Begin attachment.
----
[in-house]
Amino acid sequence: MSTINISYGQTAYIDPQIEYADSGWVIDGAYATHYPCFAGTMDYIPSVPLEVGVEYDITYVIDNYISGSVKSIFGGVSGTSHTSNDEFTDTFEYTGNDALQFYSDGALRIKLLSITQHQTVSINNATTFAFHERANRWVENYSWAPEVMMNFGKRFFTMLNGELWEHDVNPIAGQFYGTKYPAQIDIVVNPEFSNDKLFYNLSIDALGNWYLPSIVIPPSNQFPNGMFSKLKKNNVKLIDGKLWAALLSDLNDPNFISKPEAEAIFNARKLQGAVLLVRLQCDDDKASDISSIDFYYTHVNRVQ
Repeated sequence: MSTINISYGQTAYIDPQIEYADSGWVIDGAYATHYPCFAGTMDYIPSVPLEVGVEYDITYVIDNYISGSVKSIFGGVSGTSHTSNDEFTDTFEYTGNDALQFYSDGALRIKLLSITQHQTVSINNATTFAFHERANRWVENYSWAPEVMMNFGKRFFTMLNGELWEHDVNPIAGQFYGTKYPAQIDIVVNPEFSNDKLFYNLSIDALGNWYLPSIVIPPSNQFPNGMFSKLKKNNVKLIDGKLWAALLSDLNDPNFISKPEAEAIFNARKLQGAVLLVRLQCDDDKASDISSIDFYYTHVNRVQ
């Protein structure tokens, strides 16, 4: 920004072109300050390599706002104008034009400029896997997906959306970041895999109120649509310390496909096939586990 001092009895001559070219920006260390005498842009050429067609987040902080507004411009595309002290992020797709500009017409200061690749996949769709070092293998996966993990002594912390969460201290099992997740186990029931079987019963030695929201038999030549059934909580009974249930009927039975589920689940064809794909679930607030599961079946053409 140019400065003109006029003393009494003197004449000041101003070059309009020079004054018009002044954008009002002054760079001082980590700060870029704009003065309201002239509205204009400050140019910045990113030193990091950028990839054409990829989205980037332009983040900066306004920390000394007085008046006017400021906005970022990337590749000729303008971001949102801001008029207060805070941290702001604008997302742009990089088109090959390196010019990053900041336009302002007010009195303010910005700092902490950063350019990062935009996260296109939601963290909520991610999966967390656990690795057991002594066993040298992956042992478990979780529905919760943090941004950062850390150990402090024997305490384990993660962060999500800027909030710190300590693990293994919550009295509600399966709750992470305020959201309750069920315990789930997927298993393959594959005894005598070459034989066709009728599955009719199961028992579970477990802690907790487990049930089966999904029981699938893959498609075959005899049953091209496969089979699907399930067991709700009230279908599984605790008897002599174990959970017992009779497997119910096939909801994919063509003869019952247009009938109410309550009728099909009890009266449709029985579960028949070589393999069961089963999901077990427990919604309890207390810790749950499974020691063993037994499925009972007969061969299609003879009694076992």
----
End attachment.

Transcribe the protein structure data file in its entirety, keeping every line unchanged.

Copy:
[in-house]
Amino acid sequence: MSTINISYGQTAYIDPQIEYADSGWVIDGAYATHYPCFAGTMDYIPSVPLEVGVEYDITYVIDNYISGSVKSIFGGVSGTSHTSNDEFTDTFEYTGNDALQFYSDGALRIKLLSITQHQTVSINNATTFAFHERANRWVENYSWAPEVMMNFGKRFFTMLNGELWEHDVNPIAGQFYGTKYPAQIDIVVNPEFSNDKLFYNLSIDALGNWYLPSIVIPPSNQFPNGMFSKLKKNNVKLIDGKLWAALLSDLNDPNFISKPEAEAIFNARKLQGAVLLVRLQCDDDKASDISSIDFYYTHVNRVQ
Repeated sequence: MSTINISYGQTAYIDPQIEYADSGWVIDGAYATHYPCFAGTMDYIPSVPLEVGVEYDITYVIDNYISGSVKSIFGGVSGTSHTSNDEFTDTFEYTGNDALQFYSDGALRIKLLSITQHQTVSINNATTFAFHERANRWVENYSWAPEVMMNFGKRFFTMLNGELWEHDVNPIAGQFYGTKYPAQIDIVVNPEFSNDKLFYNLSIDALGNWYLPSIVIPPSNQFPNGMFSKLKKNNVKLIDGKLWAALLSDLNDPNFISKPEAEAIFNARKLQGAVLLVRLQCDDDKASDISSIDFYYTHVNRVQ
């Protein structure tokens, strides 16, 4: 920004072109300050390599706002104008034009400029896997997906959306970041895999109120649509310390496909096939586990 001092009895001559070219920006260390005498842009050429067609987040902080507004411009595309002290992020797709500009017409200061690749996949769709070092293998996966993990002594912390969460201290099992997740186990029931079987019963030695929201038999030549059934909580009974249930009927039975589920689940064809794909679930607030599961079946053409 140019400065003109006029003393009494003197004449000041101003070059309009020079004054018009002044954008009002002054760079001082980590700060870029704009003065309201002239509205204009400050140019910045990113030193990091950028990839054409990829989205980037332009983040900066306004920390000394007085008046006017400021906005970022990337590749000729303008971001949102801001008029207060805070941290702001604008997302742009990089088109090959390196010019990053900041336009302002007010009195303010910005700092902490950063350019990062935009996260296109939601963290909520991610999966967390656990690795057991002594066993040298992956042992478990979780529905919760943090941004950062850390150990402090024997305490384990993660962060999500800027909030710190300590693990293994919550009295509600399966709750992470305020959201309750069920315990789930997927298993393959594959005894005598070459034989066709009728599955009719199961028992579970477990802690907790487990049930089966999904029981699938893959498609075959005899049953091209496969089979699907399930067991709700009230279908599984605790008897002599174990959970017992009779497997119910096939909801994919063509003869019952247009009938109410309550009728099909009890009266449709029985579960028949070589393999069961089963999901077990427990919604309890207390810790749950499974020691063993037994499925009972007969061969299609003879009694076992």